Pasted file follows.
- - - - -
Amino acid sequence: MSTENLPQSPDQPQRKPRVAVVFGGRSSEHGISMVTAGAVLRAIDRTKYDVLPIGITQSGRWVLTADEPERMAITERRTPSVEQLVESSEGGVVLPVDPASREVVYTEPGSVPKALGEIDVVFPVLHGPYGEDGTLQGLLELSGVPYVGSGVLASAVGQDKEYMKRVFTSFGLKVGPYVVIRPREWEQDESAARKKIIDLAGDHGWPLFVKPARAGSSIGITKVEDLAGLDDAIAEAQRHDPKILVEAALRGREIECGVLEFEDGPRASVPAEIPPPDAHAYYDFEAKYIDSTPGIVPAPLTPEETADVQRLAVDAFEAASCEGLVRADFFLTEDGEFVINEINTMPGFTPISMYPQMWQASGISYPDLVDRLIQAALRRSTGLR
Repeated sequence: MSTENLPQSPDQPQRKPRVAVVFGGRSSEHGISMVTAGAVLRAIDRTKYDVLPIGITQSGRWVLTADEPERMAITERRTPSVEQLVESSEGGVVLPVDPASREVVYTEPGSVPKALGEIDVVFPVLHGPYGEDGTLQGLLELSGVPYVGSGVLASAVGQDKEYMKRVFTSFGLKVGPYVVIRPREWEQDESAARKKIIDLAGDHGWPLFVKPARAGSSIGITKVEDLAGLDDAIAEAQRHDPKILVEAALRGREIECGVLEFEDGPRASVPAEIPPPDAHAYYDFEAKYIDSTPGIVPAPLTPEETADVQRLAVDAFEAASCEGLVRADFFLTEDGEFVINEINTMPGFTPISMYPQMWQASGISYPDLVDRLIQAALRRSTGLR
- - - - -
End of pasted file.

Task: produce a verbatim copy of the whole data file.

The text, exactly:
Amino acid sequence: MSTENLPQSPDQPQRKPRVAVVFGGRSSEHGISMVTAGAVLRAIDRTKYDVLPIGITQSGRWVLTADEPERMAITERRTPSVEQLVESSEGGVVLPVDPASREVVYTEPGSVPKALGEIDVVFPVLHGPYGEDGTLQGLLELSGVPYVGSGVLASAVGQDKEYMKRVFTSFGLKVGPYVVIRPREWEQDESAARKKIIDLAGDHGWPLFVKPARAGSSIGITKVEDLAGLDDAIAEAQRHDPKILVEAALRGREIECGVLEFEDGPRASVPAEIPPPDAHAYYDFEAKYIDSTPGIVPAPLTPEETADVQRLAVDAFEAASCEGLVRADFFLTEDGEFVINEINTMPGFTPISMYPQMWQASGISYPDLVDRLIQAALRRSTGLR
Repeated sequence: MSTENLPQSPDQPQRKPRVAVVFGGRSSEHGISMVTAGAVLRAIDRTKYDVLPIGITQSGRWVLTADEPERMAITERRTPSVEQLVESSEGGVVLPVDPASREVVYTEPGSVPKALGEIDVVFPVLHGPYGEDGTLQGLLELSGVPYVGSGVLASAVGQDKEYMKRVFTSFGLKVGPYVVIRPREWEQDESAARKKIIDLAGDHGWPLFVKPARAGSSIGITKVEDLAGLDDAIAEAQRHDPKILVEAALRGREIECGVLEFEDGPRASVPAEIPPPDAHAYYDFEAKYIDSTPGIVPAPLTPEETADVQRLAVDAFEAASCEGLVRADFFLTEDGEFVINEINTMPGFTPISMYPQMWQASGISYPDLVDRLIQAALRRSTGLR